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Corruption still reigns in the Mediterranean, says Transparency International


Written by Eric Apim on Tuesday, January 25th 2022 à 16:45 | Read 337 times



Corruption takes many forms (illustration: Amy Chiniara-Transparency International)
Corruption takes many forms (illustration: Amy Chiniara-Transparency International)
MEDITERRANEAN. As it has done every year since 1995, Transparency International has published its Corruption Perception Index (CPI). Its 2021 edition, published on Tuesday 25 January 2022, shows that Covid-19 has provided a pretext in many countries to restrict fundamental freedoms and bypass important control mechanisms. "In authoritarian contexts where control is in the hands of a few, social movements are the last check on power. It is the collective power held by ordinary people from all walks of life that will ultimately lead to accountability," said Daniel Eriksson, Executive Director of the Transparency International Secretariat.

Noting that "corruption takes very different forms in different countries", the German NGO's study finds that "this year's scores reveal that all regions of the world are at a standstill when it comes to fighting public sector corruption".

Based on public opinion surveys in 180 countries, the ranking of countries with the highest perception of corruption is based on an index from 0 to 100 (zero being the most corrupt and 100 the most virtuous). Denmark, Finland and New Zealand are all tied for first place with an index of 88. It is not until the 22nd place that the first Mediterranean country, France, appears with a score of 71.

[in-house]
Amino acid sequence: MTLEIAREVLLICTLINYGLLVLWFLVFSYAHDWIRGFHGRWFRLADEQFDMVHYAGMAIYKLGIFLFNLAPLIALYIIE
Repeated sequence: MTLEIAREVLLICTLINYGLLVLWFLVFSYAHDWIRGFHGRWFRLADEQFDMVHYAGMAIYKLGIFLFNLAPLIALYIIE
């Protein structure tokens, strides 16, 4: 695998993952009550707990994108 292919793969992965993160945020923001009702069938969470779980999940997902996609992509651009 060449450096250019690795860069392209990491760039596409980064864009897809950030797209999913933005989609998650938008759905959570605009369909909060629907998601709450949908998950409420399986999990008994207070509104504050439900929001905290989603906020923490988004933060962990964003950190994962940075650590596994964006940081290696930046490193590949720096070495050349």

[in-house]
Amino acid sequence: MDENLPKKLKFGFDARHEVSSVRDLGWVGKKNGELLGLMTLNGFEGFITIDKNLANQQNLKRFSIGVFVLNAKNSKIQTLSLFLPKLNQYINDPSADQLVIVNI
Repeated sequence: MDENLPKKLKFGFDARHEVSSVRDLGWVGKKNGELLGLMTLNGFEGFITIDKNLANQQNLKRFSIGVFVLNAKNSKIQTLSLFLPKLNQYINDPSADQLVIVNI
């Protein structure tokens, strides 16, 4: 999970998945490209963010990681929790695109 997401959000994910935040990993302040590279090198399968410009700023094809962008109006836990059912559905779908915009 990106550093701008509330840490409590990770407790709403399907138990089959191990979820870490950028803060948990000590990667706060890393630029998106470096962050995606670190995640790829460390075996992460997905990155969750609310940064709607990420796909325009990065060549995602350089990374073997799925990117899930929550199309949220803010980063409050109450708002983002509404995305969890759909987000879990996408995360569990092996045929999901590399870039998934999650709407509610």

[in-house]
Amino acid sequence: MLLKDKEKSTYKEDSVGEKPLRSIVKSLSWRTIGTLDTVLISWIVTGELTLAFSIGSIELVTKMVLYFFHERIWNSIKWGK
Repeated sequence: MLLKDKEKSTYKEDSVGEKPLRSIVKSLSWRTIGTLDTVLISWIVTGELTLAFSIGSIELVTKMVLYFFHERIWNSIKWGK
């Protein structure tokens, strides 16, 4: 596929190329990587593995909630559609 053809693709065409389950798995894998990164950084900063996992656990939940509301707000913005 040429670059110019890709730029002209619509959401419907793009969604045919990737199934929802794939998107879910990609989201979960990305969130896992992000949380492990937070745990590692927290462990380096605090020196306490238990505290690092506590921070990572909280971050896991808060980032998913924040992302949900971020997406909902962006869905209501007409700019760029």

Slovenia's index reaches an all-time low

The Mediterranean basin remains very contrasted in this respect. Of the twenty-five countries studied in this geographical area, only eight exceed the index of 50. In 2021, Greece will be pushed out (by one point) from the list where it appeared in 2020.

Still in Southern Europe, the situation in Slovenia is getting worse. Although its index of 57 remains respectable, it is the lowest level in history for this Balkan country. "Following the establishment of a relatively strong anti-corruption framework, it was revealed that the government neglected to apply existing rules guaranteeing transparency, efficiency and equal treatment of suppliers in public procurement during the pandemic," the NGO regrets. It also denounces "pressure on independent monitoring bodies, threats to freedom of peaceful assembly and disproportionate restrictions on the right to demonstrate" as well as "a smear campaign against the country's public media".

In Northern Macedonia, Dimitar Kovacevski, the new prime minister elected on 16 January 2022, has made the fight against corruption one of his priorities. Although it has moved up four places in one year, the country remains one of the lowest rated in Southern Europe, with an index of only 39.

Lebanon drops six points since 2012

The Mediterranean is still heavily affected by corruption (map: Transparency International)